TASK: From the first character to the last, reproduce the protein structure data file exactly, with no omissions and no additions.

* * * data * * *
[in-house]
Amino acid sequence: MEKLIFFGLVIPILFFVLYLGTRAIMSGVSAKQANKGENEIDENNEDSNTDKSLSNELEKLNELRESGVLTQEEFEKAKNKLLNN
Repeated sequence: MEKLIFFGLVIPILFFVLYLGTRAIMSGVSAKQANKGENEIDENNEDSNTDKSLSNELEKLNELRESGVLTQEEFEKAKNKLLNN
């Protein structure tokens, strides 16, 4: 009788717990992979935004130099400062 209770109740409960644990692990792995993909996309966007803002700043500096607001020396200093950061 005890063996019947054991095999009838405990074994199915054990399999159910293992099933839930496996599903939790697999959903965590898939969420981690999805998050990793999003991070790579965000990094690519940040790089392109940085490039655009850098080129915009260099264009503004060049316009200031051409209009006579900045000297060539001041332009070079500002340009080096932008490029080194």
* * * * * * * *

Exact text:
[in-house]
Amino acid sequence: MEKLIFFGLVIPILFFVLYLGTRAIMSGVSAKQANKGENEIDENNEDSNTDKSLSNELEKLNELRESGVLTQEEFEKAKNKLLNN
Repeated sequence: MEKLIFFGLVIPILFFVLYLGTRAIMSGVSAKQANKGENEIDENNEDSNTDKSLSNELEKLNELRESGVLTQEEFEKAKNKLLNN
């Protein structure tokens, strides 16, 4: 009788717990992979935004130099400062 209770109740409960644990692990792995993909996309966007803002700043500096607001020396200093950061 005890063996019947054991095999009838405990074994199915054990399999159910293992099933839930496996599903939790697999959903965590898939969420981690999805998050990793999003991070790579965000990094690519940040790089392109940085490039655009850098080129915009260099264009503004060049316009200031051409209009006579900045000297060539001041332009070079500002340009080096932008490029080194």